By: Kyle Pimental (Strafford Regional Planning Commission) and Ben Sweeney (NHDES Coastal Program)

As a result of a collaborative effort, the City of Dover has implemented several stormwater management strategies seeking to address impacts from climate change.

In 2020, the City of Dover, in partnership with the Strafford Regional Planning Commission (SRPC), received funding through the New Hampshire Department of Environmental Services (NHDES) Coastal Program Resilience Planning Grant Program to implement several actions identified in the City’s 2018 Climate Adaptation Master Plan, including addressing extreme heat and stormwater runoff from increasing precipitation. The goal of the project was to strengthen Dover’s resilience to climate change by improving the City’s urban landscape through various mechanisms and providing education on innovative approaches to stormwater design.

The project had three components. The first was the creation of an Urban Street Tree Plan for the Central Business District, which was highlighted in the Spring 2021 CAW Newsletter, that provides a series of recommendations for future tree plantings, cost-effective structural measures for stormwater to help urban street trees thrive, and best management practices for addressing invasive species.

The second was amendments to the City’s Complete Streets and Traffic Calming Guidelines. Revisions included, but are not limited to emphasizing the connection between providing safe and accessible streets with a complete street approach that generates environmental protection and stormwater management benefits. For example, the policy states that whenever possible… 

…innovative, and educational stormwater infrastructure and best management practices, such as vegetation, landscaping, and on-site stormwater treatment infrastructure, including bioswales, planters, rain gardens, and street trees, shall be designed and integrated into the construction/reconstruction or retrofit of a street. These elements not only treat stormwater, but they can also be used to create an attractive streetscape and slow vehicles speeds – which is critical for pedestrian safety.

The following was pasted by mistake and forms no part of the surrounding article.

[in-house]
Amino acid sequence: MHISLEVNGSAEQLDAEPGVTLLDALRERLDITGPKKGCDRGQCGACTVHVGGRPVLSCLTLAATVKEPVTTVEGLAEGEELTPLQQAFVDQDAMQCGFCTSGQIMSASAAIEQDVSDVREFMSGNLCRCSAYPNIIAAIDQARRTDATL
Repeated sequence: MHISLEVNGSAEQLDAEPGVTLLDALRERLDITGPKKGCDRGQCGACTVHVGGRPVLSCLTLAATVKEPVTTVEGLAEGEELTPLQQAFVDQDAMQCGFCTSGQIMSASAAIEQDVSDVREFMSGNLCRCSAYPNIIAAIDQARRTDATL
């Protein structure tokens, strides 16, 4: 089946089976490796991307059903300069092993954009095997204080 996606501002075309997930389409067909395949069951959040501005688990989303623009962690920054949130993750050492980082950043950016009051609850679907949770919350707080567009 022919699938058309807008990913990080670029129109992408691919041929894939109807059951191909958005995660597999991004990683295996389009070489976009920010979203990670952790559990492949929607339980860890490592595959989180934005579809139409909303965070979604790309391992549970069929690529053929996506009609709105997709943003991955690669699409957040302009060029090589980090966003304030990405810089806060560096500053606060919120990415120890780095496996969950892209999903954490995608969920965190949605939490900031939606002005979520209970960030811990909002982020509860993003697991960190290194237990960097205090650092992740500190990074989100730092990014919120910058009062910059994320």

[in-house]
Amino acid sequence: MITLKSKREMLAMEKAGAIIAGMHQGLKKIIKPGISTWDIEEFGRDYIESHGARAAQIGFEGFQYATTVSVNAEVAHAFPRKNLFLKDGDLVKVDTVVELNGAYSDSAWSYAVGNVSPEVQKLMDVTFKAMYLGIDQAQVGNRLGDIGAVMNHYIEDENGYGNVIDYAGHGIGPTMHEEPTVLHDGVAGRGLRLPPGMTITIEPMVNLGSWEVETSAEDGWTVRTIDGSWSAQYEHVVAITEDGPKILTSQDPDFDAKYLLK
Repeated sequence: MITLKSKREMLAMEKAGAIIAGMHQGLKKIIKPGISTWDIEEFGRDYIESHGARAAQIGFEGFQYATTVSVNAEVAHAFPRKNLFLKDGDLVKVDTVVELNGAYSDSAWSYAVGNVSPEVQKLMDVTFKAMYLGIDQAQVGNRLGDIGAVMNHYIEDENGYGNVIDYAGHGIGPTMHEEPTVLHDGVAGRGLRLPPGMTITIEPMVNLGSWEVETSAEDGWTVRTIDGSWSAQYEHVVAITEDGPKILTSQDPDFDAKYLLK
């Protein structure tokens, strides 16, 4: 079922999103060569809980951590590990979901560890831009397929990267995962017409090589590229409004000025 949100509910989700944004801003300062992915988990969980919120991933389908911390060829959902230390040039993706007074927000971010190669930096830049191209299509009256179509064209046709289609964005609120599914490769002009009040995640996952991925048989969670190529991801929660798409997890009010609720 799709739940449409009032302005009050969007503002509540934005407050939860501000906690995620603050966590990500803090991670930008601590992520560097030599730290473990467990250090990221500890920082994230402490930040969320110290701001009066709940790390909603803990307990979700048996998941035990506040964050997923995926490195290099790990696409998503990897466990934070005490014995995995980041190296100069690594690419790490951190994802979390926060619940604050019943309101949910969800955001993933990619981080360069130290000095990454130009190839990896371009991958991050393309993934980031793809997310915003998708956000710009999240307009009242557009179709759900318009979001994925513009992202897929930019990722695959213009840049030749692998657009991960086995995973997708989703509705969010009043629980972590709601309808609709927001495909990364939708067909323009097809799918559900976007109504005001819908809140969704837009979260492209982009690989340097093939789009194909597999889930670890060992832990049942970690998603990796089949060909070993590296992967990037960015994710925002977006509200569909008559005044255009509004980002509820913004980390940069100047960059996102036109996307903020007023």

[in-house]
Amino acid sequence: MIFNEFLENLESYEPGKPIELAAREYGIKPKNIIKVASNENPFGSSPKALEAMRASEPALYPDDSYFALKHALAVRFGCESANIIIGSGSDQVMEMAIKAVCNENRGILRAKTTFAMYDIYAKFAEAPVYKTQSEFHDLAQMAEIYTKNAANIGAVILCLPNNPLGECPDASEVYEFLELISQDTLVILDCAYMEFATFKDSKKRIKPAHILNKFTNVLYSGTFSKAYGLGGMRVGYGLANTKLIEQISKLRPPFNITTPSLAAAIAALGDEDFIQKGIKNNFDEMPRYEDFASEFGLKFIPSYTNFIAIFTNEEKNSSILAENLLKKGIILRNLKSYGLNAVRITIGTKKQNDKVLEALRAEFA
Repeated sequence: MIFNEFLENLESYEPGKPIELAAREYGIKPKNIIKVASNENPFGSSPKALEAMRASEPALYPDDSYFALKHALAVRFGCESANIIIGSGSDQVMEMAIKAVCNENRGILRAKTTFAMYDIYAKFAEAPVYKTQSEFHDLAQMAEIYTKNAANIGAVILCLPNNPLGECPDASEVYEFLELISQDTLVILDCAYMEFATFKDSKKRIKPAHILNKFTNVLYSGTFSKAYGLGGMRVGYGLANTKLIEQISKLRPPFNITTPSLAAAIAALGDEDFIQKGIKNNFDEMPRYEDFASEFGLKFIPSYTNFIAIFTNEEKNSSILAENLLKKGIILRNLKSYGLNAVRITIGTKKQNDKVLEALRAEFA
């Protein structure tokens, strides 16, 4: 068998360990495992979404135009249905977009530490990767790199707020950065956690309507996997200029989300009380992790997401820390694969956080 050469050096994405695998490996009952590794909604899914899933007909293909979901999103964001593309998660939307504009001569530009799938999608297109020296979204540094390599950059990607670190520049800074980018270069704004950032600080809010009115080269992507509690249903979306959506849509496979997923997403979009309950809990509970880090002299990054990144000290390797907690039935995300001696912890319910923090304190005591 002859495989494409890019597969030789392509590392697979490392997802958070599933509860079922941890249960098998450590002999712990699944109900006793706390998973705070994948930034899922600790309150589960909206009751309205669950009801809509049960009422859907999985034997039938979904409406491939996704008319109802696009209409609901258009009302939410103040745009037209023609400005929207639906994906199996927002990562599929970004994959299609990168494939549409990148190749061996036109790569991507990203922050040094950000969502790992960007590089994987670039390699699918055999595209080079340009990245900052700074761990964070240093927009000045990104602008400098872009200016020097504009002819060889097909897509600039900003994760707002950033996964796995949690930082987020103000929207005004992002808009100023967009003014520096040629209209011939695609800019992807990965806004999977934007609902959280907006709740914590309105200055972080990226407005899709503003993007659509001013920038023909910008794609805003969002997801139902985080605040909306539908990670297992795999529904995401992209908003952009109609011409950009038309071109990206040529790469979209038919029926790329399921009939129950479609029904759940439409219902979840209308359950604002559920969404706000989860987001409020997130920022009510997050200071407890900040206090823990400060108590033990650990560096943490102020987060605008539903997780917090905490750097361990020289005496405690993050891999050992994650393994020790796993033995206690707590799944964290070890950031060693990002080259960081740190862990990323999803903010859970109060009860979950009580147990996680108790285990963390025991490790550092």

The final component of the project was the installation of a stormwater retrofit in the downtown core and an associated outreach campaign. According to Deputy Director of Community Services Bill Boulanger, the construction of biofiltration systems in urban cores can be difficult, and as a result he and the UNH Stormwater Center collaborated on their own design. This design, known locally as a “Boulanginator,” is a precast concrete media box filled with a mixture of organic materials, such as bark chips, sand, and residuals from the water treatment plant, that is then tied into a tree box filter to treat stormwater.

What makes this stormwater approach different from other systems is that it has a baffle wall and trash rack in the concrete tank that separates the filter media from a sump area. This innovative design feature ensures that all the settled materials such as sands and debris and floatables such as trash never get to the filter media. It is a low maintenance, low-cost technique that can be cleaned with just a sump along with regular catch basin maintenance program. This can easily be implemented by other communities that are trying to incorporate stormwater treatment within the built environment.

When asked for his thoughts on this project, Dover’s Resilience Coordinator Jackson Kaspari said, “the pilot tree box filter project is a great example of practical innovation. This system allows for effective biofiltration of stormwater in a way that limits detriments to the tree’s health and is low maintenance for municipal services. Resiliency is an all-encompassing concept. Building off this success, future related projects are needed to lessen our community’s impacts and thus improve our environmental resiliency. However, those projects must be carefully developed, like the tree box filter, to ensure the infrastructure and associated life-cycle are also resilient by design.”